16. What do you enjoy doing with me? –Playing and being silly

My heart swells.

photo-1470394056006-130bc90c012bMy heart breaks when I think of their past, when I think of them suffering, of them left uncared for, for every day that they went hungry and for each cry that went unanswered.

It breaks for the unfair start that they had in life and for the fact that I was not there for them – to care for MY sons and to protect them as a parent should.

Do those feelings ever go, do they – can they – ever leave an adoptive parent?

Will I one day be able to let go of their past and focus only on the positive that is their life today and on what the future has to offer?

They now have the unconditional love and care that they should have always had, they have protection, they have security and they have hope. They have come a long way and are different little boys to the ones who first joined us, but they are still the same children, they still carry their past within them and they always will.

And it feels like I will too.

However, it most certainly doesn’t dominate, as mostly my heart now swells.

It swells with pride for the amazing little boys who call me Daddy. It swells with each smile and with each achievement – no matter how small – and most of all it swells with love: pure, unadulterated and total love.

My heart swells for my sons and the joy that it brings is what I focus on and what I now live for.

Assumptions make an ass out of you.

Assumptions make an ass out of you.


It’s a shame you left it so late in life to start thinking about having a family.

You must have been desperate to have a child, so you adopted.

It’s shame you couldn’t have a child of your own.

You must be grieving having gone through IVF with no baby to show for it.

Adoption was your last resort.

She’s lucky to have you as her parents.

I’m quite tired of people, some of whom should know better, making assumptions about my life and my motivations, my background, my feelings; I am tired of people not finding room for nuance. In some ways, the age we live in with the hashtag, the tweet, the text-speak, the “here we are with your 30-second news update”, is responsible for our lack of depth. Why bother taking the time to find out how someone really feels when you can hashtag it instead, reduce everyone and their feelings down to 40 characters or an all-emcompassing two-line slogan or even an outright lie? When did it become acceptable to tar everyone with the same un-nuanced brush? As a species we have spent generations, time and effort, lives even, to fighting against the simple, to allowing for complexity, to stop generalisation being the hegemony.

As adopters we all must have been desperate to have a child. As adopters we are buying into a conservative cultural and social, exploitative imperative to form a “traditional” family by whatever means. That as adopters we are putting our own selfish needs ahead of the child’s; that we are supporting the enforced break-up of families to succour our own selfish desires to be parents. Adopters = Desperate, exploitative, selfish.

No nuance.

So here’s some nuance.

I’ve had my script flipped. I’ve recently been thinking that I am not a real parent at all, but a time-limited guardian. That I am only looking after my daughter as an interim step to her eventually being reunited with her real family. It’s a complex switch from certainty in my role as a father, to a somewhat uncertain role as a guardian. It has nothing to do with love; it’s not possible for me to feel a greater depth of love (nor a deeper connection) than I do for my daughter. It has something certainly to do with my age, that of my partner’s; the likelihood of us being alive much beyond our daughter’s 35th birthday being statistically slim. It has something to do with the ties of blood that I certainly feel for my siblings, that my daughter may well feel for hers when she is old enough to understand that she has them. It has something to do with reading about, and seeing, reunions of adopted children with their birth parents and birth siblings; the adopters are ghosts at best in these reunion stories, references to 30 or 40 years of parenting fleeting.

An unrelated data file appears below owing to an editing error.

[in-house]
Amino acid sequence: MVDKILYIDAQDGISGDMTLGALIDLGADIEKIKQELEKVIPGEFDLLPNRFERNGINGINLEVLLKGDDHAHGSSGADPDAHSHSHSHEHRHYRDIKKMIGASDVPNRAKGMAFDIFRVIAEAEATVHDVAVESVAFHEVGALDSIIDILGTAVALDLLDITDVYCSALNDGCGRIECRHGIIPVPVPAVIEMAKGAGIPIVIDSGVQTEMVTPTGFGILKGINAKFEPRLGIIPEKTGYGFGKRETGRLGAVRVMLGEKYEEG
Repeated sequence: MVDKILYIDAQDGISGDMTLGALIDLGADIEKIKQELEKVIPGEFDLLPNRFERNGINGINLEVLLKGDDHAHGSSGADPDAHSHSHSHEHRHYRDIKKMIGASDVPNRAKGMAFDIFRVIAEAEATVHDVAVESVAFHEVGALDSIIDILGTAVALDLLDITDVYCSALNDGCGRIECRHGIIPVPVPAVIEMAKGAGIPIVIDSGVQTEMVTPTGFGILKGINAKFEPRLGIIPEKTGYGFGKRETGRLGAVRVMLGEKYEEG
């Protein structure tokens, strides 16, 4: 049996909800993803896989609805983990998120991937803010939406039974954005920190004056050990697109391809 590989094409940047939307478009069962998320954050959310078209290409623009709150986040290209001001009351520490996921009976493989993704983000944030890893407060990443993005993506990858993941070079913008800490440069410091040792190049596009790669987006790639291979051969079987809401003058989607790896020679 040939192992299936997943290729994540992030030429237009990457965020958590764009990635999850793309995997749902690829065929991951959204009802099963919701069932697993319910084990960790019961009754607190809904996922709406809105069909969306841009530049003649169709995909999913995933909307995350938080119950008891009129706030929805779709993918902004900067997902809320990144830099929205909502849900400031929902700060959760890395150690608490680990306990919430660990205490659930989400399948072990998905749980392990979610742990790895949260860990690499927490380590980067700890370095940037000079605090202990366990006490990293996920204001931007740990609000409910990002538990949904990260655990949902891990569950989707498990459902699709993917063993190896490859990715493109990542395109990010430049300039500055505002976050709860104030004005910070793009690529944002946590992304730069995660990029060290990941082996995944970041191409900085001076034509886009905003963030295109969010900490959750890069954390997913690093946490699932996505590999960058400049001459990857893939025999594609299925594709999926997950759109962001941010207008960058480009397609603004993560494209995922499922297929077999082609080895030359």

I know that’s the point of these stories; that’s the editorial.

But it came to me as I visited my own father’s grave. Actually, that’s what we all really do; prepare our children not to be with us anymore, however we arrived at parenthood. We love and care, nurture and teach, to let them go, wherever their life’s path takes them. Then our role is to be the net below their life’s tightrope; we catch them if and when they fall.

We are all just guardians, as were my parents, as my child may well be. But done with love, that’s the most important job of all.

Ask the Kids #12


As part of National Adoption Week we asked for contributions in the form of a list of questions and answers supplied by our children on the subject of us – their parents.

Having received quite a few sets of these answers, some parents have chosen to omit certain questions in order to keep the responses within safe boundaries; and others have run with every single one of them and each and every contribution has been so gratefully received.

If you’d like to contribute, please feel free to play around with the format and customise it to suit your own family and forward your answers to me.

1 what is something I always say to you? I don’t know
2 What colour are my eyes? pink ( worrying …)
3 What makes me happy? watching something
4 What makes me sad? hitting ( true !)
5 What is my hair like? black
6 How do I make you laugh? watch something again ( hmmmm there is a theme …) or tickle me
7 What do you think  was like as a child? don’t know
8 How tall am I? this big
9 What do I do when you’re not around? work
10What is my favourite thing to do? play
12 What is something I’m good at? gymnastics ( what ?!!!!! )
13 What is something I’m not good at not handstands ( again what ?!!! )
14 What do I do for a job? work
15 What’s my favourite food? goulash ....( never ever had this …!!!)
16 What do you enjoy doing with me? going to school on my bike